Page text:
Energy / Climate Change

August 26, 2016


Japan's Environment Ministry Announces Proposals for Reducing GHG Emissions

Keywords: Climate Change Energy Policy 

FIgure: 80% Reduction of GHGs by 2050
80% Reduction of GHGs by 2050
Source: Ministry of the Environment
Translated by Japan for Sustainability

The Ministry of Environment (MOE) of Japan announced on February 28, 2016, a proposal calling for a major long-term reduction of greenhouse gas (GHG) emissions and resolution of related economic and social challenges. In this article, we introduce the MOE proposal, which was summarized based on discussions on climate change and economic and social strategies, aiming for a significant long-term reduction of greenhouse gases and resolution of Japan's structural economic and social challenges.

In July 2015, the Government of Japan decided to set Japan's Intended Nationally Determined Contribution (INDC) at a 26-percent reduction of greenhouse gases by FY2030 compared to FY2013. In addition, the Fourth Basic Environment Plan, approved by the Cabinet on April 27, 2012, aims for an 80-percent reduction of greenhouse gases by 2050.

A panel focused on a long-term strategy for tackling climate change (a private advisory panel of the Minister of the Environment) was established in October 2015, consisting of experts from various fields. The panel was established, considering that, in order to reach these targets, social system reform was essential rather than simply carrying out individual measures. The proposal was summarized after five rounds of discussions.

The proposal consists of four chapters:
Chapter 1 - Scientific Knowledge and International Consensus on Climate Change
Chapter 2 - The Path to Long-Term Substantial Reduction of Greenhouse Gas Emissions
Chapter 3 - Japan's Economic and Social Challenges and Ways to Address Them
Chapter 4 - Ways to Simultaneously Address Climate Change and Economic and Social Challenges

According to the proposal, scientific knowledge shows that human-induced impacts on the climate system are evident, and that to avoid serious impacts of climate change it is necessary to reduce greenhouse gas emissions by 40 to 70 percent from the 2010 level by 2050, and to reduce emissions to almost zero or less by the end of the 21st century.

Regarding international consensus, the proposal cites the Paris Agreement, adopted at COP21 in December 2015, in which all parties agreed to make efforts to reduce greenhouse gas emissions so as to limit the average rise in the world's temperature to 1.5 degrees Celsius, well under two degrees, from levels before the Industrial Revolution.

The proposal emphasizes that innovation in social structure is essential for a long-term and significant reduction of greenhouse gas emissions towards the target of two degrees Celsius. As a result, this innovation has the possibility of having great impacts on the economy and society. Innovation in social structure is especially necessary to adapt to the current era of decreasing population in Japan.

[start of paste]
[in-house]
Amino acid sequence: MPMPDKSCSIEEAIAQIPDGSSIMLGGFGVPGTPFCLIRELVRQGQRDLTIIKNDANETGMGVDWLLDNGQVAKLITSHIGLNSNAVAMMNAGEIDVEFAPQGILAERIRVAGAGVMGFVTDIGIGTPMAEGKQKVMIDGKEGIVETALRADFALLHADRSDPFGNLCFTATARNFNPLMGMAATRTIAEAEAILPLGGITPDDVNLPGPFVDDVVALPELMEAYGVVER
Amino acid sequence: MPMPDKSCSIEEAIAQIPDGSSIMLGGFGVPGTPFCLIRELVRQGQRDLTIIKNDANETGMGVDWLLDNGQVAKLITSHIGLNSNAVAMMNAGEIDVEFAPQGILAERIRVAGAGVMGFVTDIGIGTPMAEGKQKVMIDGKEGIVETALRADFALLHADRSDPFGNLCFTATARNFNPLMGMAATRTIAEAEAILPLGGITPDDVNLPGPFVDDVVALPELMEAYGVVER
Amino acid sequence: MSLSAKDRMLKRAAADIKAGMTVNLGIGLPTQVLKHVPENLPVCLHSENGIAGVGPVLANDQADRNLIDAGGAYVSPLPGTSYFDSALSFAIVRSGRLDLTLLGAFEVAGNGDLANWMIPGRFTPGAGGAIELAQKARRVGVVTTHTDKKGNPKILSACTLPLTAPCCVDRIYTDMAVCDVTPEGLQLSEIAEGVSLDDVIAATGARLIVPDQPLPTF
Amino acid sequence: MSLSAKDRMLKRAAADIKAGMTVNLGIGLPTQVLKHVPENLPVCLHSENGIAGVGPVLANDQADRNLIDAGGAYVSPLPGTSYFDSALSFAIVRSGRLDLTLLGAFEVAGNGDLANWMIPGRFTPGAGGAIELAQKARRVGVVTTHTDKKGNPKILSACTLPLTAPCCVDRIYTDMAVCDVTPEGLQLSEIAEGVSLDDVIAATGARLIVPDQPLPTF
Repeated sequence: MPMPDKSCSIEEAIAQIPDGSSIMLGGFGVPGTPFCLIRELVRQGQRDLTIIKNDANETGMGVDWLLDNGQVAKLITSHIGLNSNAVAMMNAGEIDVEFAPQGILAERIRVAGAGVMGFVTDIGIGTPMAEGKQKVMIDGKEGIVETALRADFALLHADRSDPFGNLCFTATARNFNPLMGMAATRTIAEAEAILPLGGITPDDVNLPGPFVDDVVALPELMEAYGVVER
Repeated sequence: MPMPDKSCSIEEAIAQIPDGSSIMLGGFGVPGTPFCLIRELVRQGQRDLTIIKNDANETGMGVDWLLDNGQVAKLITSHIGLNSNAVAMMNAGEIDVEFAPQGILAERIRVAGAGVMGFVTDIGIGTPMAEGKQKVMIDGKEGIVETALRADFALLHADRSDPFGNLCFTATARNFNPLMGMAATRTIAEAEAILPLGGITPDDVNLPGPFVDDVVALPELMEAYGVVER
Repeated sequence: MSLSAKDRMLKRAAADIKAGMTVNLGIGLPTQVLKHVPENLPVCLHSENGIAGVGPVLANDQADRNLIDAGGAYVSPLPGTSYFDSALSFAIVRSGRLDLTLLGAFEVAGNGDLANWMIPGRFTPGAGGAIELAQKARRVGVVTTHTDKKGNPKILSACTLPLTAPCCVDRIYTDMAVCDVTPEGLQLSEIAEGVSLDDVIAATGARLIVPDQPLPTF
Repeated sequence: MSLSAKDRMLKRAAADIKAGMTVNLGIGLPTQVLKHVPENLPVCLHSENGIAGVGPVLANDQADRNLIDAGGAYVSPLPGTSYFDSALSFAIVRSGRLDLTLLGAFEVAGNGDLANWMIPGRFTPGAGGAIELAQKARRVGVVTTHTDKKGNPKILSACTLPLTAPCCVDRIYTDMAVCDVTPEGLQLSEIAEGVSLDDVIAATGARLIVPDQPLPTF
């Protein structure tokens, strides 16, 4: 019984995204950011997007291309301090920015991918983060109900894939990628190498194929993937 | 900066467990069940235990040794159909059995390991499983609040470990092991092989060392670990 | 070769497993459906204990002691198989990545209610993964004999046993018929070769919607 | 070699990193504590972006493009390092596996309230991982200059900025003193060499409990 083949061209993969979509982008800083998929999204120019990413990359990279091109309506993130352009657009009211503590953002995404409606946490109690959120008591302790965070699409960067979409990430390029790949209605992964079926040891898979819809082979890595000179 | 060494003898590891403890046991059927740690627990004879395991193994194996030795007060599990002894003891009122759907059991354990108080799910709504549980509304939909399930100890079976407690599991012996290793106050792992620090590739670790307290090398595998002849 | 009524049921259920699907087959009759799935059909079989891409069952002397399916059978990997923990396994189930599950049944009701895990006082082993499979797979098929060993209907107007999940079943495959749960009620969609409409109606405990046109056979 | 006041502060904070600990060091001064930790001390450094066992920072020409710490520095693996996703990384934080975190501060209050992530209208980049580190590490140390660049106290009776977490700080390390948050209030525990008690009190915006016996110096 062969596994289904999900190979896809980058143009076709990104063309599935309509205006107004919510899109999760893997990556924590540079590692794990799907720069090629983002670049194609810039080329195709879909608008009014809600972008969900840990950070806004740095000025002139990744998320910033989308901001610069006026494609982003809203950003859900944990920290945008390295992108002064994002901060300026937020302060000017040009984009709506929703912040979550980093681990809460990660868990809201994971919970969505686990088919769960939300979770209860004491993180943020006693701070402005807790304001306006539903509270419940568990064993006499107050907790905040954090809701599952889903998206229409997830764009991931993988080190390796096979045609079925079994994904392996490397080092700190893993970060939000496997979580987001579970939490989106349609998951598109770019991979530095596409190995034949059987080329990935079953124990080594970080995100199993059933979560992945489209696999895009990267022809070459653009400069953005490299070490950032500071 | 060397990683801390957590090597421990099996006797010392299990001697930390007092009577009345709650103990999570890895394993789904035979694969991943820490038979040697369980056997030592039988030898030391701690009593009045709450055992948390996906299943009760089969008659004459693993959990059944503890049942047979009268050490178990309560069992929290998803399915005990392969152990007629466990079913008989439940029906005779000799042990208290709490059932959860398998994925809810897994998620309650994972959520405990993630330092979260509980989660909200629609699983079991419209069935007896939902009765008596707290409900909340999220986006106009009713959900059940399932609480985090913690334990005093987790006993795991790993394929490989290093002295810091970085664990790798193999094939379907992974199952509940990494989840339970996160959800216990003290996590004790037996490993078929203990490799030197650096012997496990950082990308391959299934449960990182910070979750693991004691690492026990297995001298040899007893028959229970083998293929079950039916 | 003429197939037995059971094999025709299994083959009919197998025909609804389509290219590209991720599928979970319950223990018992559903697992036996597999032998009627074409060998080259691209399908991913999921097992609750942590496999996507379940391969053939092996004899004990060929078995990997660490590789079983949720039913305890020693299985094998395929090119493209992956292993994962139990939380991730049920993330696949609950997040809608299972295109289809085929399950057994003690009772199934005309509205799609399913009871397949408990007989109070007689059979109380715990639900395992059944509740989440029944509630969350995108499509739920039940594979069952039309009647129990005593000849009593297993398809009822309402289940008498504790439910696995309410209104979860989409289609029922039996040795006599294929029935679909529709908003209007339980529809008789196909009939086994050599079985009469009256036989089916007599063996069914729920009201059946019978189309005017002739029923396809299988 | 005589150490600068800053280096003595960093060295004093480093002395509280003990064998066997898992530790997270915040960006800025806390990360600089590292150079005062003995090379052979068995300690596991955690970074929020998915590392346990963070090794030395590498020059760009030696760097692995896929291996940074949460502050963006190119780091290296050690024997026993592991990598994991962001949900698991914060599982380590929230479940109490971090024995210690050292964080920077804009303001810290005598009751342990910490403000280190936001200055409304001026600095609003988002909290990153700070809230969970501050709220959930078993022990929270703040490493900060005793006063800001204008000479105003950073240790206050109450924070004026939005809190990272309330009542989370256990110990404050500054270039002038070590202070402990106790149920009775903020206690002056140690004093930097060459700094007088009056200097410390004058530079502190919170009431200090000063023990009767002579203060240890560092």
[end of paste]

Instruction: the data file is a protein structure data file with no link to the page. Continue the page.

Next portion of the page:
The proposal concludes that innovation in social structure for global climate change is oriented in the same direction as to solve economic and social problems, all at once, giving examples of specific policies for each of those problems.

Strategy to address economic challenges:
- Establishment of a new, green market, which will create a huge low-carbon market, and adding value to the entire economy by leveraging environmental value.
- Use of carbon pricing to show environmental value-added, improve carbon productivity and induce greater value-added in the entire economy (e.g., the use of comprehensive carbon taxes in an integrated way to reduce corporate taxes and reform the social security system)
- Use of regulatory methods with fixed targets for innovation
- Information-based methods to realize lifestyle innovation
- Promotion of environmental finance

Strategy to address regional issues:
- Regional revitalization by making the regional energy production and consumption balance profitable
- Support for regional energy projects
- Promotion of low-carbon urban planning to improve productivity
- Increasing value-added in local economies by making use of their natural capital

Strategies to address international challenges:
Enhancement of climate security
- Earn respect from international society as a new environmental brand
- Enhance energy security
- Establish a global low-carbon market
- Improvement of national understanding on climate security
- Japan's contribution to reduction in greenhouse emissions in overseas countries, and leadership in the international community

The environmental panel on a long-term strategy against climate change aimed to raise public awareness of the importance of policies to deal with climate change, to implement effective measures and policies, and to steer the nation to address new challenges.